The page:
Creating a feature wall

 

 

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Creating a feature wall

In my new studio, I decided that I wanted to surround myself with inspirational things, so I decided to create a feature wall.  There are many different ways of doing this and I have favoured a ‘random’ approach.  Of course, it isn’t truly random; it just looks like it.

To get this look, you need to place the artwork in no particular order, although it is a good idea to pay attention to the colours, so that they give the right effect when you look at them. We each have different responses to this, so simply choose what feels right to you. I like to pin magazine clippings, art work, postcards and cards with coloured tape (anything that inspires me). I placed a couple of pieces in the centre, and built up more images around those, balancing the colours to produce the effect I was looking for. I kept things simple on the adjacent walls, one of them having nothing (yet) and the other, a single image in a frame.

 

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I chose pastel colours, neon, and white & black as my feature wall’s colour scheme. For the adjacent wall (the one with the single image),  I brought out two of the colours (yellow and black) from the feature wall.  The single image is black & white and the unfussy and elegant frame, from eFrame, is yellow, and it complements the graphic picture, perfectly.

 

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I love this frame from eFrame. It feels solid and works so well with the image I have chosen.  The image, of a girl, was a present (from Bodie and Fou) and I’ve been meaning to frame it for some time now.

eFrame have a broad selection of frames. The ordering process was so simple.  They have everything set out and you just state what size frame you want, whether you want a mount and if you want extras; for example, hooks. They can even print your image for you.  At each stage through the process, you can keep an eye on the cost; useful when you are working to a budget!  When my frame arrived it was incredibly well packaged in two boxes and loads of bubble wrap. You’ll receive your picture frame within 10 to 12 days. Overall, I highly recommend eFrame.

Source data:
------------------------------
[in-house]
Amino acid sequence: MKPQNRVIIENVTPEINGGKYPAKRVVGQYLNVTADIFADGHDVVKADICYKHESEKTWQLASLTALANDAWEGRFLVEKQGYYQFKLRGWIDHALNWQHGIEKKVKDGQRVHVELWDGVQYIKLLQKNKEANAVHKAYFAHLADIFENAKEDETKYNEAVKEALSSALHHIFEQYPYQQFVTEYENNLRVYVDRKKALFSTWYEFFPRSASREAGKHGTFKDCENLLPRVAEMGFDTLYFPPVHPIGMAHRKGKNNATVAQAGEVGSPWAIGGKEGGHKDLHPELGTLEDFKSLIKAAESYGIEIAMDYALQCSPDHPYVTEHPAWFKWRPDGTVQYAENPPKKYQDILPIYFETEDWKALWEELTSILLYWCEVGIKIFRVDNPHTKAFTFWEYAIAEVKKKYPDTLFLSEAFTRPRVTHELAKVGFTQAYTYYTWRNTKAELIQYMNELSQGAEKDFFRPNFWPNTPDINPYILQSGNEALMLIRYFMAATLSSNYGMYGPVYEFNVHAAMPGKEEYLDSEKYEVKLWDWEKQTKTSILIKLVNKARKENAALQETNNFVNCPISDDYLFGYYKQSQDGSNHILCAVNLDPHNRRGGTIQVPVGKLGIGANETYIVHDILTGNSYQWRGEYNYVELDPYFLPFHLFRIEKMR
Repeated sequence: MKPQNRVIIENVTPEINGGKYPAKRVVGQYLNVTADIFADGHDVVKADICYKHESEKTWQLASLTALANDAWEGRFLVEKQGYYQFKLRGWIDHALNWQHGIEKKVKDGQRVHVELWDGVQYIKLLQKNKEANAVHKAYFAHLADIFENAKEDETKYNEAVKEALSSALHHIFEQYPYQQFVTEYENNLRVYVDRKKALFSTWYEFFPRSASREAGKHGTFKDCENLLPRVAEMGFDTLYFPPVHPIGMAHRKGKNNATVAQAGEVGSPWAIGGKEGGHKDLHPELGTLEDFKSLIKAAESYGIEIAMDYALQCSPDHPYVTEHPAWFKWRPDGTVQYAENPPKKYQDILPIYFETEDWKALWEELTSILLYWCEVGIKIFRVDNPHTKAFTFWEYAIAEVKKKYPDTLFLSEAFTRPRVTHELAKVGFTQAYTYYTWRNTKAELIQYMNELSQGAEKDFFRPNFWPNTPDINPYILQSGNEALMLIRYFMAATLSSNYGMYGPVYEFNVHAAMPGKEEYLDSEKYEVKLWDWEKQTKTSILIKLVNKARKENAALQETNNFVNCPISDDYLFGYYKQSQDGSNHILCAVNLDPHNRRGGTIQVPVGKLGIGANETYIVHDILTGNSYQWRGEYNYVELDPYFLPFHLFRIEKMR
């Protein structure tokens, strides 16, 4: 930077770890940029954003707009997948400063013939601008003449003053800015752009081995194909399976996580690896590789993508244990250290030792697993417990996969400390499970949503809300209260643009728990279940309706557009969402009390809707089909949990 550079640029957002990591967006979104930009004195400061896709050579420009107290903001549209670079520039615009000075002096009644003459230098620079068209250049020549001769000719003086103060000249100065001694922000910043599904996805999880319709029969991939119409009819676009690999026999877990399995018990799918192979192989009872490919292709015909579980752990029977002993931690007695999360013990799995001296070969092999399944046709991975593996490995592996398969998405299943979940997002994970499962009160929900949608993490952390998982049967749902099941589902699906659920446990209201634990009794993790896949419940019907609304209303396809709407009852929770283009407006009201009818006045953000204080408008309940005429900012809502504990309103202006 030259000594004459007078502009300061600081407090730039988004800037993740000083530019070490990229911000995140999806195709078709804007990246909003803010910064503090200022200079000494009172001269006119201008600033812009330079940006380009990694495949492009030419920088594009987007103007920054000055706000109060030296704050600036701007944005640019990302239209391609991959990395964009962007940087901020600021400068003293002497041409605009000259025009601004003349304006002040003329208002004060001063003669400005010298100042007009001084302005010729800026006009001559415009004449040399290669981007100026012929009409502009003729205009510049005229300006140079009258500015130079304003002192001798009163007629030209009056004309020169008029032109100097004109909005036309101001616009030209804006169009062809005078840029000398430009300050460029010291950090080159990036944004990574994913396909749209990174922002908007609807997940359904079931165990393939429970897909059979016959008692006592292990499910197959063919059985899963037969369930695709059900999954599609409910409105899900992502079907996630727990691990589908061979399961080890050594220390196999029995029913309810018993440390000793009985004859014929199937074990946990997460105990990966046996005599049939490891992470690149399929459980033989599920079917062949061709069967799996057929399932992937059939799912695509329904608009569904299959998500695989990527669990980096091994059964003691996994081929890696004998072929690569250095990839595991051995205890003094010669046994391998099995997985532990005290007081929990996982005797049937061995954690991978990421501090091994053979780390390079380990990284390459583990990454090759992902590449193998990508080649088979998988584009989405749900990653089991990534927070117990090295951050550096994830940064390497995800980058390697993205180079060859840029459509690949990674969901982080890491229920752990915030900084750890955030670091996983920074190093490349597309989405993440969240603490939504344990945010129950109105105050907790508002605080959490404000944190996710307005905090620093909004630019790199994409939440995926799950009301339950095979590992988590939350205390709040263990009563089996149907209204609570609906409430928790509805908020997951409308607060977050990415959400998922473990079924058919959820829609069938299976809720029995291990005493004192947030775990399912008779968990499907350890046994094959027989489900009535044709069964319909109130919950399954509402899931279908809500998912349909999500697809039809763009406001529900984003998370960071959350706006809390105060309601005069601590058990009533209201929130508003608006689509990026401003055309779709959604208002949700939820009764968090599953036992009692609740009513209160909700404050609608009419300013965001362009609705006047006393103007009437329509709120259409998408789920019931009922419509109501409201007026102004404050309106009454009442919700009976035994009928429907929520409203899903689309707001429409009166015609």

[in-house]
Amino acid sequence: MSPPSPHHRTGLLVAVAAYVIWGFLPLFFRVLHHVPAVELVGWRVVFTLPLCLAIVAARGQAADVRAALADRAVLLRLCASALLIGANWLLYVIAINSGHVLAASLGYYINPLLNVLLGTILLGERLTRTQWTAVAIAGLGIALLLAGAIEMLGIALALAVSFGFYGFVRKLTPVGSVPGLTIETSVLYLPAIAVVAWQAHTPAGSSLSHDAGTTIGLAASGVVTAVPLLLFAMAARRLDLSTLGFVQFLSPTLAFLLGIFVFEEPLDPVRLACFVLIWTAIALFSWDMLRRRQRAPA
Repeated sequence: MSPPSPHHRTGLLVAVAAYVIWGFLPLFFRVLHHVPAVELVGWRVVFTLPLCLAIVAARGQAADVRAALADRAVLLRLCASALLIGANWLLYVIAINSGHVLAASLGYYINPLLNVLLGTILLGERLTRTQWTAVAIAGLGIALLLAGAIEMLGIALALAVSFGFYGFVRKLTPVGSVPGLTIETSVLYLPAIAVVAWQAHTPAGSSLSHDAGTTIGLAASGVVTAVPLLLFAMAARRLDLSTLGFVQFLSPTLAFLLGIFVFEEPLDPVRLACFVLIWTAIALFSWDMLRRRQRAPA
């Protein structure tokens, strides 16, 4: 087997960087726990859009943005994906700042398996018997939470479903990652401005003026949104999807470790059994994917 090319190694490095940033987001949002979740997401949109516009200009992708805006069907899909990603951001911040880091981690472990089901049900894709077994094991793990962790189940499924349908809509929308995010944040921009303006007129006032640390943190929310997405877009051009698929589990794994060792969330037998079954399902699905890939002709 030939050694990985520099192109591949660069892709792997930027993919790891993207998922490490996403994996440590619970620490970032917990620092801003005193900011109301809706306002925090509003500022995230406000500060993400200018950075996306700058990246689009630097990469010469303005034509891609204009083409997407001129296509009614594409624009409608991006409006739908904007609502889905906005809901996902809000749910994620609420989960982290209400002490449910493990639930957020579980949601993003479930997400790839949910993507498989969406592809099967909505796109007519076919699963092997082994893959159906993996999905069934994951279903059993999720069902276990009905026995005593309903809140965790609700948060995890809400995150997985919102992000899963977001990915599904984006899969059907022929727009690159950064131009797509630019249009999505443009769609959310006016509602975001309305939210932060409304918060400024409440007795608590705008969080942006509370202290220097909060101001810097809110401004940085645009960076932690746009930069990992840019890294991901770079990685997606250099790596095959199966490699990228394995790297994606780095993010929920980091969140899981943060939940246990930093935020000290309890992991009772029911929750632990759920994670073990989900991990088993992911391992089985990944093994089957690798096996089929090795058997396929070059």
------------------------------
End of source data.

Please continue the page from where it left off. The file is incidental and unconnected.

Here are a few alternative ways for creating a feature wall.

 

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All the artwork is placed to each side of an invisible central line.

 

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These paintings are off-set. Your eyes follow each piece either in a zig-zag or round in a circle – depending on how you see them.

 

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I like how all these photographs are in lined in columns, with equal spacing between each one. Simple, yet effective!

 

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What about making a corner a feature wall? Food for thought!

All of the features are great, right? I don’t know which one I prefer. What’s your preference?

 

For more ideas and instructions about creating your own feature wall click here.

 

 

 

  • Cat

    I love the idea of creating a mini gallery in my office. I have no idea what images I’d put up though! I keep saying I’ll find a few I love and get round to it but I never do haha

    Cat | http://www.catcrawfordblog.com

    • Hi Cat!

      Mini galleries are great to look at. Put up whatever images you are fond of, whether that be photographs of friends & family, pets, magazine clippings to holiday postcards. These are just a few examples.

      I’d recommend that you just start collecting visuals that inspire you and when you have a enough to start with, then assemble them on your wall. Once you make the start, then begin building this up. Getting started is the hardest part 🙂

      Emma Jayne x